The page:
In this short video, Dawn Carter will briefly discuss the future of medicare and what the future holds without a transformed payment system.
I’m Dawn Carter. I want to talk today about the Medicare wall that we are running toward. We’ve talked in other blogs about how we believe that the financing of healthcare is going to be transformed, but there are many doubters that are still out there who say, “Oh, we really don’t believe this is going to happen. Things are going to stay the same. Nothing is going to change.” we disagree with that. There are forces at play today that have never come together in this combination or of this magnitude. Those forces are going to demand that we fundamentally change how we pay for healthcare in the United States. There’s a lot of talk about how much healthcare costs in this country and that those costs are not sustainable, but let’s take a moment to look at just a few key statistics about the country’s largest payer, Medicare.
First, in 2016, Medicare spent almost $700 billion dollars. If costs continue as projected, that is expected to increase to $1.3 trillion, nearly doubling over the next 10 years to 2026. Back in 2016, just over half of those costs were actually funded by the Medicare Trust Fund. The remainder had to come out of general revenues. For that reason the federal government operated at a budget deficit in 2016, those unfunded medicare costs represented over half of the federal budget deficit. With Medicare costs continuing to escalate over the next decade and far outpacing the availability of Medicare trust funds to cover those costs, more and more of Medicare costs are going to continue to come from general revenues or in reality, the budget deficit.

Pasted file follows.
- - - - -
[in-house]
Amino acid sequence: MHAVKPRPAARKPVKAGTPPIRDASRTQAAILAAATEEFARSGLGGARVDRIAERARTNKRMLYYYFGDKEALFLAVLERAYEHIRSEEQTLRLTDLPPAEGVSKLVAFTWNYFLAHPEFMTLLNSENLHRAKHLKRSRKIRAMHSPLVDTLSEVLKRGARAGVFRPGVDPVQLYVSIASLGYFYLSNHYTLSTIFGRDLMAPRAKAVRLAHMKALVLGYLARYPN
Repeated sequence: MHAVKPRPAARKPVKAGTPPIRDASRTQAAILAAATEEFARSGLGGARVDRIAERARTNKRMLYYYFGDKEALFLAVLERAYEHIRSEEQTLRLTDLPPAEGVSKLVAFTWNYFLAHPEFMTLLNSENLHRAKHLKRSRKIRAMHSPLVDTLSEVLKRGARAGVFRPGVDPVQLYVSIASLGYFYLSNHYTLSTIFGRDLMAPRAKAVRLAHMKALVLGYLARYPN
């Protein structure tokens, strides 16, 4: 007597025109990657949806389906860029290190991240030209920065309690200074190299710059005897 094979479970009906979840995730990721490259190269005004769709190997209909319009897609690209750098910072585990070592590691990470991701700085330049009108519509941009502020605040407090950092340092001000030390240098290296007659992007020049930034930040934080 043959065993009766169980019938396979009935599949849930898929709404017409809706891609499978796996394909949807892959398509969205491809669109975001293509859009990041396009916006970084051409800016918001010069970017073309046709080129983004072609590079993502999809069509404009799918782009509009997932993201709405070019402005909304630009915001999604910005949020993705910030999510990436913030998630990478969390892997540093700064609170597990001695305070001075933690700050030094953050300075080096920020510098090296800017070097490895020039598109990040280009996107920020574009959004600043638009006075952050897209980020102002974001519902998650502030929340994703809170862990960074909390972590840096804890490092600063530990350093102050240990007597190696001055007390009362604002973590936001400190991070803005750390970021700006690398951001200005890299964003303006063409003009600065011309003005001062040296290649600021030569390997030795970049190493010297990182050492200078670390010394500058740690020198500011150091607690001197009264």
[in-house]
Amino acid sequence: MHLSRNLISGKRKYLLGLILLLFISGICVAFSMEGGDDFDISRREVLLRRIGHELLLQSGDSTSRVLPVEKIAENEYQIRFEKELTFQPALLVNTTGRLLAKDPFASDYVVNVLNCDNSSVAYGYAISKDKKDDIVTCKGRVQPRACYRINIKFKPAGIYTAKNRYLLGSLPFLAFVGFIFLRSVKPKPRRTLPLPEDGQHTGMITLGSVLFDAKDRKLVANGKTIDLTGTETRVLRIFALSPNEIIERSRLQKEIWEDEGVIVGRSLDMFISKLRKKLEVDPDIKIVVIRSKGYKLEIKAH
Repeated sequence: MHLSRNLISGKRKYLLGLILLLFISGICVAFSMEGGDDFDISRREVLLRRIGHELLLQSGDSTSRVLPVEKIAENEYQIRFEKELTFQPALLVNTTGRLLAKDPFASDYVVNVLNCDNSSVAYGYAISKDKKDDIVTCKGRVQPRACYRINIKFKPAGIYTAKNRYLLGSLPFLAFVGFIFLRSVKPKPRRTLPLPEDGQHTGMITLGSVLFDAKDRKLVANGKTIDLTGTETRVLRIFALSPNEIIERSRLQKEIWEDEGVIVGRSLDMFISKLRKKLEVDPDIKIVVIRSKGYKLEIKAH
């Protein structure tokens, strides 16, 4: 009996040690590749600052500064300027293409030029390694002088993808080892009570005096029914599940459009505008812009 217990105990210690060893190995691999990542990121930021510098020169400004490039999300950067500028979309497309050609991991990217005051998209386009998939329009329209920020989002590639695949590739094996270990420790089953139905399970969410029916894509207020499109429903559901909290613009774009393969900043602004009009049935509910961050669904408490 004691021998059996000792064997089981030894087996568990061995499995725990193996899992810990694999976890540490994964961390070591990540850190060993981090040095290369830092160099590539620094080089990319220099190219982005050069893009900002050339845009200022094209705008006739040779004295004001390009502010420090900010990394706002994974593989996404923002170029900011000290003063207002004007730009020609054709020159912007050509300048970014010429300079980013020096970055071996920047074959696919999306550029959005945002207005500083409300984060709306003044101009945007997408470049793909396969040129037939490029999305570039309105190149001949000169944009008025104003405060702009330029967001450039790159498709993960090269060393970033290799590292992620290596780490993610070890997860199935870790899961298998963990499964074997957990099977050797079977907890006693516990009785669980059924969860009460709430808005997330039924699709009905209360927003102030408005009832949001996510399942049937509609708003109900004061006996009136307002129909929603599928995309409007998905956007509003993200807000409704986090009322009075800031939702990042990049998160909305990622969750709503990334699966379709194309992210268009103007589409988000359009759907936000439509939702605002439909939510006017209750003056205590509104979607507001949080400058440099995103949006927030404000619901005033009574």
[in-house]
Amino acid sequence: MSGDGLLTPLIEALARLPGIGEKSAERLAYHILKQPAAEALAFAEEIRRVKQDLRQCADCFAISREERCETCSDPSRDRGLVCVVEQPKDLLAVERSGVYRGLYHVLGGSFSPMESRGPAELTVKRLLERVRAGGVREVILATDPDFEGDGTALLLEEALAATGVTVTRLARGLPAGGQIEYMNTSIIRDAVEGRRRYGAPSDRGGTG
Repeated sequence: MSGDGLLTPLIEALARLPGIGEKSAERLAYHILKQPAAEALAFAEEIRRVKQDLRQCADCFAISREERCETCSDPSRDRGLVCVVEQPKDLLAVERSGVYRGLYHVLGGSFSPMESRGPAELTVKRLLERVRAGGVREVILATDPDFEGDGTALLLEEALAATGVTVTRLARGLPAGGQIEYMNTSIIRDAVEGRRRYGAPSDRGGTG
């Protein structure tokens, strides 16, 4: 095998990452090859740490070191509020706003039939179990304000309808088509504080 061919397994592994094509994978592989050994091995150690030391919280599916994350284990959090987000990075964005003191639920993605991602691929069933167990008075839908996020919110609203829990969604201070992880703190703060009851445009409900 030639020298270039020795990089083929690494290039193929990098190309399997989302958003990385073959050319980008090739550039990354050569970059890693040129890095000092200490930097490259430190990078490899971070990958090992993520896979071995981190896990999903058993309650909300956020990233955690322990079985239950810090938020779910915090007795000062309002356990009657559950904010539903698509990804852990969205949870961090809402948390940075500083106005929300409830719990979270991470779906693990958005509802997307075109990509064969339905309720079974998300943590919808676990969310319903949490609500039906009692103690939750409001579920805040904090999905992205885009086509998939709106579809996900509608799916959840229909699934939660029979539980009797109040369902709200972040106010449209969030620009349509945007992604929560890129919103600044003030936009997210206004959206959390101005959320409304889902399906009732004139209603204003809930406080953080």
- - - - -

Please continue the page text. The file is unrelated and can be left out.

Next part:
The budget deficit is currently projected to increase to over three-quarters of a trillion dollars by 2026 with Medicare expenditures representing 80% of that budget deficit. Our concern is that without a transformed payment system, the last ditch, pull-the-ripcord effort by Congress is going to be to continue the same payment system, but just simply cut the rates paid to providers. Rather than being paid to deliver care in new and innovative ways that, in themselves, reduce the cost of care, providers would be paid to continue in the same system and delivering care in the same way today, but for up to the 50% it would take to match the Medicare trust funds. Truly, we are in unchartered territory when it comes to the financing of the health care system in the United States. If you have thoughts about this, we’d love to hear from you.